Use vectors to form a right triangle on a circle

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Homework Statement


Use vectors to demonstrate that on a circle any two diametrically opposed points along with an arbitrary third point(on the circle) form a right triangle


Homework Equations



Hint: assume without a loss of generality that the circle is centered at the origin and let v, -v, and w denote the three points in question. show that the vector connecting w to -v is orthogonal to the vector connecting w to v

The Attempt at a Solution



i think i have a grasp on how to achieve this. to show that they are orthogonal the dot product of the two vectors must be 0.

I am confused with the v and -v. In my mind that makes a straight line for example say that v is (1,0) then -v would be (-1,0).

I dont see how those two points along with a third make a right triangle.
 

Answers and Replies

  • #2
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Homework Statement


Use vectors to demonstrate that on a circle any two diametrically opposed points along with an arbitrary third point(on the circle) form a right triangle


Homework Equations



Hint: assume without a loss of generality that the circle is centered at the origin and let v, -v, and w denote the three points in question. show that the vector connecting w to -v is orthogonal to the vector connecting w to v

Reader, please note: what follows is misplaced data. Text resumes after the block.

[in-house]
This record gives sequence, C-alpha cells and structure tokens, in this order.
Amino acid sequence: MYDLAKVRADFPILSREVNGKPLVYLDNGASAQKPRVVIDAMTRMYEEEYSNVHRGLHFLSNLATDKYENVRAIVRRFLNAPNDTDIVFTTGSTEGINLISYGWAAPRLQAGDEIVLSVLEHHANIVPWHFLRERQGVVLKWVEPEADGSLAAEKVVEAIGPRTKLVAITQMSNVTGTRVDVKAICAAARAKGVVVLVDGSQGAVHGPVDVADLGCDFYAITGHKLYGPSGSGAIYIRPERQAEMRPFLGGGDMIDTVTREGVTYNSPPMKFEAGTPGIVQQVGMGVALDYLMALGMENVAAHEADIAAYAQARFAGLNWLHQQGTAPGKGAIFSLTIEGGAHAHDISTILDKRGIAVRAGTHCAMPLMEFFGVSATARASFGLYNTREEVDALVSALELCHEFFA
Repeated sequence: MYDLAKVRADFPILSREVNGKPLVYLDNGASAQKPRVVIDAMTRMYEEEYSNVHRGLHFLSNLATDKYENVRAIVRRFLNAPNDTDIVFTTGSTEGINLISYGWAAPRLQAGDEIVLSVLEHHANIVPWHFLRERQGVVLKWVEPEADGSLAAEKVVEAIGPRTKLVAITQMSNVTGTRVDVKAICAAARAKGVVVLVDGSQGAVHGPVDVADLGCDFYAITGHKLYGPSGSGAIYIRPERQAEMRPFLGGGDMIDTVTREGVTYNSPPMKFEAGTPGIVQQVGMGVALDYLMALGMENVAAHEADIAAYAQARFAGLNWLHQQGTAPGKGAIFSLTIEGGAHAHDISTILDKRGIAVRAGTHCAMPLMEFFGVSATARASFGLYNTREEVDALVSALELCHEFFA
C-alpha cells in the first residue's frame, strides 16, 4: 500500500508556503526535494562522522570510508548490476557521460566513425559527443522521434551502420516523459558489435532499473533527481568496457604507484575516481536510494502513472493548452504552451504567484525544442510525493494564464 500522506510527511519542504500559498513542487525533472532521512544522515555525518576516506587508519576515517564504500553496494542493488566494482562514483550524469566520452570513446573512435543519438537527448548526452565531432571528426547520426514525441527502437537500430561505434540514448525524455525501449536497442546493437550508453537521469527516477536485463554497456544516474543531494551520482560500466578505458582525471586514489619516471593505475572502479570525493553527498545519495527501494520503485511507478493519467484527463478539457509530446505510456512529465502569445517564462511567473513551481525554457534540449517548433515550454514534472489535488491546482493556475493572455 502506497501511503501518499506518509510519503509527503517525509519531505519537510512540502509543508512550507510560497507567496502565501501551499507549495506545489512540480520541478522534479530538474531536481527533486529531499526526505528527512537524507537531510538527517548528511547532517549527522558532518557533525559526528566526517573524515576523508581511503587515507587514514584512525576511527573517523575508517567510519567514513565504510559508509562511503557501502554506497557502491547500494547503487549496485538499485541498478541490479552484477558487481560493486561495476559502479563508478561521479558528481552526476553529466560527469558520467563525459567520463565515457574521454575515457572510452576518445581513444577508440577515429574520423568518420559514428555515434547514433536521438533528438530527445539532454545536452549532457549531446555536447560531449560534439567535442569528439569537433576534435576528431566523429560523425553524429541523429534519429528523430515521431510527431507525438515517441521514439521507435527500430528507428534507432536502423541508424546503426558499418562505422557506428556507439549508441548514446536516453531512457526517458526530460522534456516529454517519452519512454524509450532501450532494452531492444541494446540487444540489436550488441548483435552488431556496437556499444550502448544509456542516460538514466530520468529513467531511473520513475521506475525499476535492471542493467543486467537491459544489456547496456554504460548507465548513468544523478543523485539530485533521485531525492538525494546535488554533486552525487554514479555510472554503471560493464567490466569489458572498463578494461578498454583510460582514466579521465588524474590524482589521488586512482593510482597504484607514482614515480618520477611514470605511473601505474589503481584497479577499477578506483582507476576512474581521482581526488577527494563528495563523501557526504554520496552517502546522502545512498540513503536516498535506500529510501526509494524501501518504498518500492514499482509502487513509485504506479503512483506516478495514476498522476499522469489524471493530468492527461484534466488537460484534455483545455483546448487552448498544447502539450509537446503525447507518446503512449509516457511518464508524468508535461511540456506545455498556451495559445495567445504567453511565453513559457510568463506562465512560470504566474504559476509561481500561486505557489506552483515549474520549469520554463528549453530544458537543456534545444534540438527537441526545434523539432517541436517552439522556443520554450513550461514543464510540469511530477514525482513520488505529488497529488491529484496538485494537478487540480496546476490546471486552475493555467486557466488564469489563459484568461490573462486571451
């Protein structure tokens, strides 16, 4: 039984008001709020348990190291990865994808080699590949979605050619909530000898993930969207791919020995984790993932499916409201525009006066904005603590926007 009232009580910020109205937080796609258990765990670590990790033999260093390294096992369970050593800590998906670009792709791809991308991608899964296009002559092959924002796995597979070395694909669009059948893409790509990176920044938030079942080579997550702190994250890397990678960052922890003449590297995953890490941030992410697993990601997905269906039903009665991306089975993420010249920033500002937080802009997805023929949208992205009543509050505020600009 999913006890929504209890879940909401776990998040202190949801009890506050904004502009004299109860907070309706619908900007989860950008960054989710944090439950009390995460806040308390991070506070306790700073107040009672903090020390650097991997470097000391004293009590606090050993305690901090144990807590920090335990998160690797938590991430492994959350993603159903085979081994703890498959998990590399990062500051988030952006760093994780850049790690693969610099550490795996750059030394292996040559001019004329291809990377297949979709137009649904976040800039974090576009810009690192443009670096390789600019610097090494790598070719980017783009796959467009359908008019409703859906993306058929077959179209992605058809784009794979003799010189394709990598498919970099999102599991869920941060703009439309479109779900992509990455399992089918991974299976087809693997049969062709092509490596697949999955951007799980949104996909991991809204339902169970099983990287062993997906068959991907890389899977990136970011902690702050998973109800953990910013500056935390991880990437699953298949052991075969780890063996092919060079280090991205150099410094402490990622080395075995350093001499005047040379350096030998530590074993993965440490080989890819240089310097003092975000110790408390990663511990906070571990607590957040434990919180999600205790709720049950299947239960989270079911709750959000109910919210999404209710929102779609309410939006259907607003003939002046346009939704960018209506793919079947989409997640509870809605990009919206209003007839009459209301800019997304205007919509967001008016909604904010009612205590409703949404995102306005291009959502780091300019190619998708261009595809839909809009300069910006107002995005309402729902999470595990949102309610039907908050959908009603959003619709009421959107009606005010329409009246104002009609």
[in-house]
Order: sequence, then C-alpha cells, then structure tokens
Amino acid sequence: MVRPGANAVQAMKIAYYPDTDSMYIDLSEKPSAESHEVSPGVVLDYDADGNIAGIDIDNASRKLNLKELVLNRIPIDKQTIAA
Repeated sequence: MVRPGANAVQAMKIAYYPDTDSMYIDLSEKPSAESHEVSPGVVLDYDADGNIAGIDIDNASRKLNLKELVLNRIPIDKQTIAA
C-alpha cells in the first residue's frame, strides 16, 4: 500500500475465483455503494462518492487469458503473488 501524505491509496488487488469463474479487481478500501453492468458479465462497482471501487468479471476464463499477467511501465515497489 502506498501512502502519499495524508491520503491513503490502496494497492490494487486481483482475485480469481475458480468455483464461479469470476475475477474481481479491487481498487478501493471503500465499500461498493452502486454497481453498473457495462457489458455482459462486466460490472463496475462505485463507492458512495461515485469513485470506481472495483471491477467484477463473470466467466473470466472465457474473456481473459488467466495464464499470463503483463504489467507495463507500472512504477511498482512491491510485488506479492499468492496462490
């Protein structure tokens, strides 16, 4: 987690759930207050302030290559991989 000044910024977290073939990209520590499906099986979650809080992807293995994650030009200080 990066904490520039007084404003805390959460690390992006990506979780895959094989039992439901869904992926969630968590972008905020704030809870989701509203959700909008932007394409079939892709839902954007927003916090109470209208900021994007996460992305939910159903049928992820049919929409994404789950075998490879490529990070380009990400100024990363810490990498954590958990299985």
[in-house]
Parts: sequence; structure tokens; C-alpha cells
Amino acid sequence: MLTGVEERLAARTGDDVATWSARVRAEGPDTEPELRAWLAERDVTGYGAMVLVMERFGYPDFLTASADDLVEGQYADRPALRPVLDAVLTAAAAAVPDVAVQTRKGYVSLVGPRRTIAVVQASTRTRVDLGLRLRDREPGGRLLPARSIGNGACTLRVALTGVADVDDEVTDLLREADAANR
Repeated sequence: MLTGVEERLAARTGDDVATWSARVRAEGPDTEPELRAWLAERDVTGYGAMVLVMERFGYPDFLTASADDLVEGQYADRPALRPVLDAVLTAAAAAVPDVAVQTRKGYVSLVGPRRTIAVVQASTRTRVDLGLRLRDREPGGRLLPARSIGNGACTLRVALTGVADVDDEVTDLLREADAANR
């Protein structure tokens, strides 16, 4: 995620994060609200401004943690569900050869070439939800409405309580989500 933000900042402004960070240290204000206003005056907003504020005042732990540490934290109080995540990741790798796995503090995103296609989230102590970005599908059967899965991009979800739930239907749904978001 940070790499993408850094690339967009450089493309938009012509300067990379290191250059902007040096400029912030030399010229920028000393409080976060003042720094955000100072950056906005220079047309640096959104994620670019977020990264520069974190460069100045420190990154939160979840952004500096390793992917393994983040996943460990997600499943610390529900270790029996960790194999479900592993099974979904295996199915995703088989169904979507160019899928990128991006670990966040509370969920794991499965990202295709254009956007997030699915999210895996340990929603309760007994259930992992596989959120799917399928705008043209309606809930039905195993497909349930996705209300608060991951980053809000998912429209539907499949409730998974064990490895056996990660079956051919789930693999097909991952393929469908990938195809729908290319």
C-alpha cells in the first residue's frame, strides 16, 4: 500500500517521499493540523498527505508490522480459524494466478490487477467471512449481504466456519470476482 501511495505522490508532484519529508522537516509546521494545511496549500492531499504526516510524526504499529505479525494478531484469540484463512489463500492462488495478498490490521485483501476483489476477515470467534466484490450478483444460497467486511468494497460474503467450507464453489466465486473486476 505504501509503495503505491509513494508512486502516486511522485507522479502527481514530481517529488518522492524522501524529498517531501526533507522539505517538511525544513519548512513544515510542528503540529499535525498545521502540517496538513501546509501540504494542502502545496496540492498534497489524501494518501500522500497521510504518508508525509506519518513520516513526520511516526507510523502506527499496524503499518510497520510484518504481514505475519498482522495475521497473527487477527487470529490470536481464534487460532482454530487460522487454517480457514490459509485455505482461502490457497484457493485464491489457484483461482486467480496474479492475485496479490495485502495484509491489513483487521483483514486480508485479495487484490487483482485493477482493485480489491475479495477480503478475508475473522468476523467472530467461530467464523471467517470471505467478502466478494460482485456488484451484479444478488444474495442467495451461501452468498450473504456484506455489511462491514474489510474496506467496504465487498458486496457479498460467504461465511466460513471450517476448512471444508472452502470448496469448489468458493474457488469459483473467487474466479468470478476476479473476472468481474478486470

The Attempt at a Solution



i think i have a grasp on how to achieve this. to show that they are orthogonal the dot product of the two vectors must be 0.

I am confused with the v and -v. In my mind that makes a straight line for example say that v is (1,0) then -v would be (-1,0).

I dont see how those two points along with a third make a right triangle.
That's the object of this exercise. Take any arbitrary point w on the circle, and form displacement vectors between it and v and -v. What are the coordinates of w?
 
  • #3
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can w be (1,1)?
 
  • #4
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No. That point is not on the unit circle, which I assume is the one you're working with since you are using the points (1, 0) and (-1, 0). You need the equation of whatever circle you're using so that you can write the coordinates of your third point on the circle.
 
  • #5
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my apologies, lets make w (0,1). so then I see that if you connect the lines you get a right triangle. so then to show that I must show that wv is orthogonal to w-v.

so for wv it would be v - w = <1,-1>
and w-v would be -v - w = <-1,-1>

then i take the dot product and if its 0 theyre orthogonal meaning they do form a right triangle, is that right?
 
  • #6
LCKurtz
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But the problem says that for any point v and its opposite on the circle, and any third point w that the vectors are perpendicular. You can't just do it for (1,0),(-1,0), and (0,1).
 
  • #7
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could it just be with general terms?
v = (x1,y1)
-v = (-x1,-y1)
w = (x2,y2)
 
  • #8
LCKurtz
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could it just be with general terms?
v = (x1,y1)
-v = (-x1,-y1)
w = (x2,y2)

Yes. What do you get when you use those. Remember they are on the circle.
 
  • #9
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So for wv = v-w = (x1-x2, y1-y2)